Mubende Banyoro committee-MBC- has opposed the Omukama Solomon Gafabusa Iguru on the appointment of a committee to plan and budget for 700 million pounds allegedly paid out by Britain as compensation for atrocities committed by British colonialists against Banyoro. The money was allegedly handed over to the Uganda government by the Queen of England during the Common Wealth Head of Government Meeting- CHOGM in 2007. However, Mubende Banyoro committee accuses government of failing to release the money to the intended beneficiaries.
Late last month, Iguruappointed a 21 member committee to plan and budget for the reparation money. In his February 21 letter addressed to the kingdom premier Reverend Jackson Samba Kasozi, the omukama appointed Arnest Kiiza Bunyoro affairs minister and his economic planning counterpart Matia Kasaija as members on the committee. Others are Agriculture state minister Zirubaberi Nyiira and the Hoima Woman Member of Parliament Tophas Kaahwa. Simon Kandole, the Kibaale town clerk chairs the committee.
But members of Mubende Banyoro committee, the brains behind the 2004 reparation case have faulted the King. Dovico Batwale the National Coordinator for the reparations case wonders how the Omukama comes in yet he neither petitioned nor funded their court case against the British government.
Despite including some members of Mubende Banyoro Committee on the committee, Batwale maintains that the King should have consulted the petitioner of their lawyer Ayena Odong. Simon Kata Musoke, the chairman Mubende Banyoro committee is a member on the committee.He declined to comment saying he had just received the omukama’s letter.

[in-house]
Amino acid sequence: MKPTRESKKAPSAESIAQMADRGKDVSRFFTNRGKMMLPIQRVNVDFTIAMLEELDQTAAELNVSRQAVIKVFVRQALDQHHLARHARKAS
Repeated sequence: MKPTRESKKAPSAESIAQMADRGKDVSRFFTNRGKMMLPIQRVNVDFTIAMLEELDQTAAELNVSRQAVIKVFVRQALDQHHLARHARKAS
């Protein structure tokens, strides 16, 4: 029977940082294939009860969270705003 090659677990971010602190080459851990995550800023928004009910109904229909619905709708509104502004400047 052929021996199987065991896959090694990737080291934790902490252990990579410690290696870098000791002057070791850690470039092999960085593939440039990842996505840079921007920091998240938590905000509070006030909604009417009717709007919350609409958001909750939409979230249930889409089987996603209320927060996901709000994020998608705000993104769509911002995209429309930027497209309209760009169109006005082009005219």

Arnest Kiiza Bunyoro Affairs Minister, a member on the committee appointed by the omukama has rubbished claims that government received reparation money from the British government. Kiiza says in 2007 President Museveni, met Gordon Brown, the then British premier who asked government to prioritise development projects in Bunyoro using part of the funds received from UK.
In November last year, members of Mubende Banyoro committee led a protest over delayed government release of the 700million pounds reparation cash. Last month the group announced plans to move the reparations case to Britain. More than 2.4 million Banyoros are believed to have been killed, property destroyed and animals slaughtered by British soldiers in the 1890 colonial wars.